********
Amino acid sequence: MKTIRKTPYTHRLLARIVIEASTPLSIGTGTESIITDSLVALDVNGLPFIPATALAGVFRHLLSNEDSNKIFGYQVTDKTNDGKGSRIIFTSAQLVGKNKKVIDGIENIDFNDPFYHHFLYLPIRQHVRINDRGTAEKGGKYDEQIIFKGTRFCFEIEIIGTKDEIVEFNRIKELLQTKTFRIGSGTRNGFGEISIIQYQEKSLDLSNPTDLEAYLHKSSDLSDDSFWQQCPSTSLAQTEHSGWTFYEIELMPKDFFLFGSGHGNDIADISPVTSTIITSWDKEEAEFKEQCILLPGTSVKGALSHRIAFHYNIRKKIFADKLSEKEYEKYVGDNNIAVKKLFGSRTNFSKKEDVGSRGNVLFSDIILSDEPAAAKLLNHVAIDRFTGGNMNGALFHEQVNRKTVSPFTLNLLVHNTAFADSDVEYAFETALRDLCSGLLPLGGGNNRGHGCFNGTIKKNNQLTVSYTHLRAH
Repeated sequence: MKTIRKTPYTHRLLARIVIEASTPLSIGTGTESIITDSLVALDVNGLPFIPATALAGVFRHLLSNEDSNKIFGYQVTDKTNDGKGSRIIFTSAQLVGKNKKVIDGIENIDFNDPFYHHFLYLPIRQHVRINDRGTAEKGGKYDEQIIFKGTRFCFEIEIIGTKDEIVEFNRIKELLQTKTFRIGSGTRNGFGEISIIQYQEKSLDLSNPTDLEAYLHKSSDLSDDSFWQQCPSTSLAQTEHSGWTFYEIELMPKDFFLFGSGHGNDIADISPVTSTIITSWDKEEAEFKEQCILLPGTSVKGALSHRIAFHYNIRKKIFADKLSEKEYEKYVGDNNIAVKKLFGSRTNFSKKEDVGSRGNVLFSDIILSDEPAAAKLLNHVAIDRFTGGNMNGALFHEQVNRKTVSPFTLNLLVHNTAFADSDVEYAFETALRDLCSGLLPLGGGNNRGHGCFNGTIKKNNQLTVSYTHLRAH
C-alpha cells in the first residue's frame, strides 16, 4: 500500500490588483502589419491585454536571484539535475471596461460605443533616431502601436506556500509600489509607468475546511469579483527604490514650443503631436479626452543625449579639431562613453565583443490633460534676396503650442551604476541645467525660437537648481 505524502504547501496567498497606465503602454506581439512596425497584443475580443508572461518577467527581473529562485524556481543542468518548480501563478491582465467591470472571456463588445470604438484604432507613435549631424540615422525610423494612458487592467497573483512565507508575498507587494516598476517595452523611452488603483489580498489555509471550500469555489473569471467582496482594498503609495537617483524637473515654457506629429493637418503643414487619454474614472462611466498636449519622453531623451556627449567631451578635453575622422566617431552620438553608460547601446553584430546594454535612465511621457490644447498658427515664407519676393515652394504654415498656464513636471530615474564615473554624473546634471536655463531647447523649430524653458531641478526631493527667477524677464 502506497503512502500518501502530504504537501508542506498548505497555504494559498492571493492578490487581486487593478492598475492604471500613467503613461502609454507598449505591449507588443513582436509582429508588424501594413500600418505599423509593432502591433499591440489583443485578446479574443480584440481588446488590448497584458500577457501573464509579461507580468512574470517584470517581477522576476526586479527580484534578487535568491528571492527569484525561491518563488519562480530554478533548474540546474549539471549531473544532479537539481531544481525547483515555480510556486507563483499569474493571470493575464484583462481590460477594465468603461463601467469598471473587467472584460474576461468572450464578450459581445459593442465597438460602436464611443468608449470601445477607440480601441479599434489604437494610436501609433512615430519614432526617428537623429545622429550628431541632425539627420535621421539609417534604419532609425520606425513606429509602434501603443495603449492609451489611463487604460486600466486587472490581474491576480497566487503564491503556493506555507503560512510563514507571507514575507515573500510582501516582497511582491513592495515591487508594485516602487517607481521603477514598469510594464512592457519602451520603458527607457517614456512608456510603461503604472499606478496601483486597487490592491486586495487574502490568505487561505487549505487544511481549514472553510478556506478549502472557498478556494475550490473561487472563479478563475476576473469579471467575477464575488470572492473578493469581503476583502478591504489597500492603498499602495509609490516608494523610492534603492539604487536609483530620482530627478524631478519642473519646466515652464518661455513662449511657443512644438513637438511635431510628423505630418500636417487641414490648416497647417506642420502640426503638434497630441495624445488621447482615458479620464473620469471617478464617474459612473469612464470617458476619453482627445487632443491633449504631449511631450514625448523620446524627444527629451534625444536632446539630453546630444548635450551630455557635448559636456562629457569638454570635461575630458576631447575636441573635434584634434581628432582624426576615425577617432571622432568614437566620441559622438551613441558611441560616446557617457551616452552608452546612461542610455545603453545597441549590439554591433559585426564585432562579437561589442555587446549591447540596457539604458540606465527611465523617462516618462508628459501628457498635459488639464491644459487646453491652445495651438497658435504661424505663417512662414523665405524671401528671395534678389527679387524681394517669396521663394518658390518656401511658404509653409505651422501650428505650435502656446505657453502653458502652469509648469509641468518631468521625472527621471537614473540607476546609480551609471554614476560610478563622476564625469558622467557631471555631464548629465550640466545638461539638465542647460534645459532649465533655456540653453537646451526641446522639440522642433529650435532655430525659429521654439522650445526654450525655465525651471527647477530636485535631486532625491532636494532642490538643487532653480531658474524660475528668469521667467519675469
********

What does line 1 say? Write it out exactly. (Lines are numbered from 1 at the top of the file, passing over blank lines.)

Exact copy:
Amino acid sequence: MKTIRKTPYTHRLLARIVIEASTPLSIGTGTESIITDSLVALDVNGLPFIPATALAGVFRHLLSNEDSNKIFGYQVTDKTNDGKGSRIIFTSAQLVGKNKKVIDGIENIDFNDPFYHHFLYLPIRQHVRINDRGTAEKGGKYDEQIIFKGTRFCFEIEIIGTKDEIVEFNRIKELLQTKTFRIGSGTRNGFGEISIIQYQEKSLDLSNPTDLEAYLHKSSDLSDDSFWQQCPSTSLAQTEHSGWTFYEIELMPKDFFLFGSGHGNDIADISPVTSTIITSWDKEEAEFKEQCILLPGTSVKGALSHRIAFHYNIRKKIFADKLSEKEYEKYVGDNNIAVKKLFGSRTNFSKKEDVGSRGNVLFSDIILSDEPAAAKLLNHVAIDRFTGGNMNGALFHEQVNRKTVSPFTLNLLVHNTAFADSDVEYAFETALRDLCSGLLPLGGGNNRGHGCFNGTIKKNNQLTVSYTHLRAH